Timothy Foley I know I'm a bit late to the party... But I just threw this book down in disgust. It is rare for me to not finish a book once I being(even an awful one), but I just can't waste anymore of my life on this. Your review is spot-on.


message 46: by Toni (new) - rated it 5 stars

Toni Wendel Ok.. I posted a comment on this review forever ago and took it back deciding not to get involved because apparently I struck some sensitivity with my reply. But i have to say this: all the people who are whining that Eggers is "arrogant"... you completely missed the point of the book and obviously have little knowledge of mental illness. Eggers is manic depressive. If you couldn't pick that up.. you should definitely put down the book. You're not talking about personally traits you're talking about symptoms of a disease. For someone living as a manic depressive or has any other mental disorder this book is extremely important. If you missed the mark then I feel bad for you, but your ignorance is what makes me feel the worst. Also I find it funny I had a thorough talk with the reviewer about these themes... and yet it seems like the conversation completely flew over her head. Honestly... Please keep disliking the book. You don't deserve to understand it. I don't think your tiny, little, minds could take it.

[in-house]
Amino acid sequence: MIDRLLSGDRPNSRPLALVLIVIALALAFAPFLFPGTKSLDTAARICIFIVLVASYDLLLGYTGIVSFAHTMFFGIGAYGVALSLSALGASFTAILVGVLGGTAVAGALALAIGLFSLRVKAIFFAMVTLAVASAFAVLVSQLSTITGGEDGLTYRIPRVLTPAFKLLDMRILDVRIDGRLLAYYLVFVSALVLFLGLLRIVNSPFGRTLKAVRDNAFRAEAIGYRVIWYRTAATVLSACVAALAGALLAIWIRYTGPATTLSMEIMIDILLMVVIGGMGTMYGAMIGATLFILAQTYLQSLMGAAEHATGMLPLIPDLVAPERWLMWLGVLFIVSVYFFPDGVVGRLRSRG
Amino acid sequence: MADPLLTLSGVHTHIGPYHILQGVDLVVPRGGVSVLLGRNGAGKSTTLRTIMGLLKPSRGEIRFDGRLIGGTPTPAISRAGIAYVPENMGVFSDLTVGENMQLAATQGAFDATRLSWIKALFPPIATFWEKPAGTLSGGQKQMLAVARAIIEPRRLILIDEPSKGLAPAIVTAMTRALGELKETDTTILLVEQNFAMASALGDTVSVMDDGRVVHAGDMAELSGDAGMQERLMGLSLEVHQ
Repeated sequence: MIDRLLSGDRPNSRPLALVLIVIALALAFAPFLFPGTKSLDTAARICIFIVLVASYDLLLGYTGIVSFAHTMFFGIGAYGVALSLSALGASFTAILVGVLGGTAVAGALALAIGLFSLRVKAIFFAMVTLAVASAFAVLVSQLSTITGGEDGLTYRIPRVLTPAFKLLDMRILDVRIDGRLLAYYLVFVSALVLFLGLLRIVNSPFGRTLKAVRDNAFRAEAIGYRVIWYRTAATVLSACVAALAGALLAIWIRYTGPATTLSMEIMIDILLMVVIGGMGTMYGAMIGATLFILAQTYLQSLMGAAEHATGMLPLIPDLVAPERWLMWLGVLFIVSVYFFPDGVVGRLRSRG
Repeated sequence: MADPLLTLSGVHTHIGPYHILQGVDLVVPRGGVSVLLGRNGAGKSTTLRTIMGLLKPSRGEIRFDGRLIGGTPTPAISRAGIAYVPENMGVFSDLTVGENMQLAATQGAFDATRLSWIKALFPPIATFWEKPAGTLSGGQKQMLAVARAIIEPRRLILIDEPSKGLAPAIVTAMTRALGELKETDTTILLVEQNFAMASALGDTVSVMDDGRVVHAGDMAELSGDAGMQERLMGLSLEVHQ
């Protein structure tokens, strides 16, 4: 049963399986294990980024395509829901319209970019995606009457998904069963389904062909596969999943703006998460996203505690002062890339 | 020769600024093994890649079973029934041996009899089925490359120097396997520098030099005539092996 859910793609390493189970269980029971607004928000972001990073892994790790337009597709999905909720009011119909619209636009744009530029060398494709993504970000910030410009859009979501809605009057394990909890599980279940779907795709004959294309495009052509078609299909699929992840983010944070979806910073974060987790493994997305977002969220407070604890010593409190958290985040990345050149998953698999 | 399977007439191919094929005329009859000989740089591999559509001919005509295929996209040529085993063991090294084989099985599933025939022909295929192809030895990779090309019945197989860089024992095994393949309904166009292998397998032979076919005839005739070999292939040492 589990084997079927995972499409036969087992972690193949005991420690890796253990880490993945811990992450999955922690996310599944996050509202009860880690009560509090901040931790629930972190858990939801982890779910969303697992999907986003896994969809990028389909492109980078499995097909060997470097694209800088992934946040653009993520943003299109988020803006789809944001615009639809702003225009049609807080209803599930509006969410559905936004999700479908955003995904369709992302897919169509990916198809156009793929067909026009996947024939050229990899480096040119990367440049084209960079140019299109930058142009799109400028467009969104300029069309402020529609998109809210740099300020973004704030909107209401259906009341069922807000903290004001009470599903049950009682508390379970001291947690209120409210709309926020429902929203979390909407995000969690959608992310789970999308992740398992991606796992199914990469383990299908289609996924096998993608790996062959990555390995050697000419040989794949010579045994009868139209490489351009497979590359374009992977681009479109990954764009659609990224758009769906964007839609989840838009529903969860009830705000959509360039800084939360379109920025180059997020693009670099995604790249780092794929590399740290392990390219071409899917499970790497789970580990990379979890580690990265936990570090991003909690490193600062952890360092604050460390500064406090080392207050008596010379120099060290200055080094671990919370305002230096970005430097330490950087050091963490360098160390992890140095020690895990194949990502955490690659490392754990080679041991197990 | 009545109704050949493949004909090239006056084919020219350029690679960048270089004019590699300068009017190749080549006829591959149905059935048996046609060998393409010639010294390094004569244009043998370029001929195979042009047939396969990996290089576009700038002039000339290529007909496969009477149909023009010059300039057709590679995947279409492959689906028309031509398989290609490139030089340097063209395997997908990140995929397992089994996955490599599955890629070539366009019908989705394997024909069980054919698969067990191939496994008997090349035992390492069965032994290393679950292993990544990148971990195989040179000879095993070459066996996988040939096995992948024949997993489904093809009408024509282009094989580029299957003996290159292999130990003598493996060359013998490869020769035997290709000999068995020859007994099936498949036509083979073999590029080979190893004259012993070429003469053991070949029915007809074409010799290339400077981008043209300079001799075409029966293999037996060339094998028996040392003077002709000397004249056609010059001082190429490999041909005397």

message 47: by Patti (new)

Patti Charron This book made me want to punch Dave Eggers in the face. He is a poser. His only skill is to convince others that he is a genius and then have them fall in line behind him. Your review is dead on. Thank you for saying what I have been thinking all along.


Becca that criticism wasn't good


message 49: by Susan (new) - rated it 1 star

Susan So glad I found this review.. Its sums up my thoughts perfectly. I became so disenchanted and then disgusted, that I refused to finish it. There it still sits, on my bookshelf, waiting for the day I forget what a self important twit DE came off as. Then again, that may never happen.


Thomas Paul Nice review. I feel about the same and my review, also written many years ago, reflect a similar feeling although I am more self deprecating. In other words, this book is so cool that it must be my fault that I don't like it. ;)